21st Century Schools | Feature

Affording the Classroom of the Future

The new technology being infused into today's classrooms doesn't come cheap; nor is it always easy to install, repair, maintain, and upgrade. Physical facilities take time and money to upgrade and replace, and teachers must be trained on how to use any new equipment and applications that are introduced into the classroom. For the 21st Century classroom to operate at an optimal level all three legs of the stool must be addressed--and that costs money.

New technology equipment and tools, state of the art building materials and methods, and experimental teaching practices are all impacting today's K-12 classroom. Districts nationwide are struggling to patch together learning environments that they think represent the future of learning at the elementary, middle school, and high school levels. As they adopt campus-wide IT infrastructures, invest in classroom technology, and test out alternatives to traditional learning spaces, the final results of all this innovation remains to be seen.

To help decipher that code and give principals, administrators, IT directors, and teachers an insider look into what might be coming a few years down the road, THE Journal asked a half a dozen educational experts for their take on three different key concerns: what the classrooms will look like, who will pay for them, and whether we'll ever see them during our lifetimes.

Envisioning the Classroom of the Future: What Does It Look Like?
Susan Smith has been designing educational facilities for 18 years. During that time this vice president of Dallas-based architectural design firm Corgan Associates has seen significant changes in the way K-12 facilities are constructed and utilized. At a high, campus-wide level, Smith said energy conservation--made possible through more environmentally inconsequential construction materials and methods--is top of mind right now for schools. Some districts, for example, want net zero campuses that rely on alternative sources like solar and wind technology to generate as much energy as the schools use.

Smith said she expects to see more net zero campuses being built in the future and said the green philosophy will make its way into the classroom itself. Simple moves like minimizing the number of electrical outlets in a room, for example, help encourage the use of charging stations. Lighting sensors that adapt to the amount of light that's coming in through windows and geothermal technology that heats water for bathrooms and the cafeteria will also gain in popularity, Smith predicted.

The classroom of the future will also be more flexible than its predecessors. "We are seeing a movement towards more project-based learning and that requires much more adaptable and flexible physical space than we're used to seeing in K-12," said Smith. Expect to see more spaces that can quickly be rearranged to accommodate individual study, small group learning, and even collaboration across different classes and subjects.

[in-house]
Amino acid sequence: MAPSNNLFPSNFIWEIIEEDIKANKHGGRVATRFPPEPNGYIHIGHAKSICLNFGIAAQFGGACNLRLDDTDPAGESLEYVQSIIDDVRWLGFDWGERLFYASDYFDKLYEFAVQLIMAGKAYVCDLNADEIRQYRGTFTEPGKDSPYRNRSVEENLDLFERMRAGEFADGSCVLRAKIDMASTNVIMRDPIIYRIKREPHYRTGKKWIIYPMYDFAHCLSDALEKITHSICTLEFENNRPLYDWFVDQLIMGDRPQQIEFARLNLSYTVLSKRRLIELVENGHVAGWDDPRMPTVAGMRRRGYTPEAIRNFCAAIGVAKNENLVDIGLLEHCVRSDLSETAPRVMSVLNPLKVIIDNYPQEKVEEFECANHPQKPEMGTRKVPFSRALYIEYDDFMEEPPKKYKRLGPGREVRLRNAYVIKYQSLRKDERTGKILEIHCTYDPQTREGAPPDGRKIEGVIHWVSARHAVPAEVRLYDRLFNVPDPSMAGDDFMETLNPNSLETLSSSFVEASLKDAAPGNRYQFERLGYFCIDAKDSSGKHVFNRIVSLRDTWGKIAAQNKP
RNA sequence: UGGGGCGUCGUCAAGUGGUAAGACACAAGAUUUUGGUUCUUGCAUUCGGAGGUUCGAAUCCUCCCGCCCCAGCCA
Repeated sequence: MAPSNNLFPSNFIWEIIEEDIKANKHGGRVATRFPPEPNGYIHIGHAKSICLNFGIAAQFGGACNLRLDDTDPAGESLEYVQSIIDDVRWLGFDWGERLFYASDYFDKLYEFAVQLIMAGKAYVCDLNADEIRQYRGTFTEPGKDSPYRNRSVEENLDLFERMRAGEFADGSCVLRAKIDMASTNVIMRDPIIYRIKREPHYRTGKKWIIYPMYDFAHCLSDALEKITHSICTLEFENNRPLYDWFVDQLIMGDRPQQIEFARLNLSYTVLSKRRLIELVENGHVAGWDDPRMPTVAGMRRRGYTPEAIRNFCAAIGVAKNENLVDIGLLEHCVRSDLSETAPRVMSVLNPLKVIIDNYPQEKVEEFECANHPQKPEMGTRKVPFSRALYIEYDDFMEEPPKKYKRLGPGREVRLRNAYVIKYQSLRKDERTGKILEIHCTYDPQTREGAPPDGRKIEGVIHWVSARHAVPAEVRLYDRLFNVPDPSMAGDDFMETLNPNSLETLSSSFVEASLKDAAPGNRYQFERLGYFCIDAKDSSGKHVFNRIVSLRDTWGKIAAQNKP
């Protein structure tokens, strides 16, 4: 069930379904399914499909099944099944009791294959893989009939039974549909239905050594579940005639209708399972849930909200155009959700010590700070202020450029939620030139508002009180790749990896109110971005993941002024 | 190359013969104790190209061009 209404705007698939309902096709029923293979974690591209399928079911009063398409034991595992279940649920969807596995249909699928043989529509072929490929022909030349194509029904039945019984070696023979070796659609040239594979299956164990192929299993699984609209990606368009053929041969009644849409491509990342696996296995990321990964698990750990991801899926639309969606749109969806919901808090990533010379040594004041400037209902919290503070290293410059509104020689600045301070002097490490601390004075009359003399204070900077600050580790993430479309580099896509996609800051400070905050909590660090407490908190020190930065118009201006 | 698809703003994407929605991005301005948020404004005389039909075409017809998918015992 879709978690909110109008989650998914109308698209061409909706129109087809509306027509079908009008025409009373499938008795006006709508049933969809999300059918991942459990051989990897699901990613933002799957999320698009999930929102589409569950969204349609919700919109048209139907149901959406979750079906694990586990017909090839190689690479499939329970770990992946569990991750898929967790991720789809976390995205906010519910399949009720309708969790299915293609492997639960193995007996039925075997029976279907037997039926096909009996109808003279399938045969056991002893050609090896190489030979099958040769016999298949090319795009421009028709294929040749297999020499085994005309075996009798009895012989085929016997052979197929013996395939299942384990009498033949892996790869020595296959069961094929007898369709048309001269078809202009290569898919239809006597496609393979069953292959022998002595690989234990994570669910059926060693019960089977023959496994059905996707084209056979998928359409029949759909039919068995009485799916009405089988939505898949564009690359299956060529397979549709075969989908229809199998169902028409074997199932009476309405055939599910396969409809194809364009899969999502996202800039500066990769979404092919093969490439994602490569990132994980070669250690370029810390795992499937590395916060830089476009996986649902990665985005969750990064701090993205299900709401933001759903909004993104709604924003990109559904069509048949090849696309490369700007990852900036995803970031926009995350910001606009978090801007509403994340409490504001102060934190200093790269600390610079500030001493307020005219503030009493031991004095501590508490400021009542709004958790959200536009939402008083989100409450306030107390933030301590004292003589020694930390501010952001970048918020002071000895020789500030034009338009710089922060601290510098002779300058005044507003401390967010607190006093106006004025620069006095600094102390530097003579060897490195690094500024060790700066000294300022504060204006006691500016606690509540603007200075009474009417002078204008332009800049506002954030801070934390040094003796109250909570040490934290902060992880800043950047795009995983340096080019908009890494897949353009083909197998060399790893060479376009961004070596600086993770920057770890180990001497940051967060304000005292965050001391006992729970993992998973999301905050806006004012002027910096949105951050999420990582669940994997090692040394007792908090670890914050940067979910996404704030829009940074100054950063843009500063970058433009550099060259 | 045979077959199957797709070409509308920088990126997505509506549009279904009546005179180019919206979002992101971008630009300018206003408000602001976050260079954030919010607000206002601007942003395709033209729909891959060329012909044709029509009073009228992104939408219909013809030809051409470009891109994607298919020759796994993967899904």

A space meant to accommodate 30 students, for example, would be built with moveable walls that could be quickly opened to allow multiple instructors to teach to 60 or more students in a large group.

"The focus will be on interchangeability," said Smith, "and that requires a break down of the traditional classroom walls to make room for more innovative learning setups."

"Instead of students sitting in five or six straight rows of desks," said Tim Uhl, principal at Holy Rosary School in Tacoma, WA, "they'll be sitting in pods and then moving back into rows when it's time to test." Achieving that level of flexibility will require most K-12 schools to buy table-type or other desk styles to replace their current stock, said Uhl.

Uhl said he also sees the whiteboard gaining more visibility in the classroom of the future. The placement of that equipment in the classroom will also be important, said Uhl, whose school is in the process of a campus-wide whiteboard installation. "We're centering them at the point of most visibility on the longest classroom wall," said Uhl, "as opposed to on the narrow end of the room where most instructors have traditional taught from."

Teaching aids like traditional marker boards and interactive white boards will continue to have a place in the classroom, said Smith, but these products will probably be positioned differently than they are in today's learning spaces. "We're hearing from schools that want to cover entire walls with marker boards instead of using them as a small focal point at the front of the class," she said. Other key pieces of technology that will be prominent in tomorrow's classrooms will include tablet and laptop computers, interactive whiteboards and projectors, and wall-mounted, flat-panel monitors.

Uhl said classrooms of the future will be populated with more iPad-type devices and fewer textbooks. "We're not quite there yet in terms of using tablets in lieu of books, but things are definitely moving in that direction," said Uhl. Tomorrow's classrooms may also find teachers playing a less prominent "physical" role in their own rooms. Smaller, streamlined, and tech-enabled furniture and tools, for example, will likely replace large bookshelves, bulky desks, and front-and-center podiums.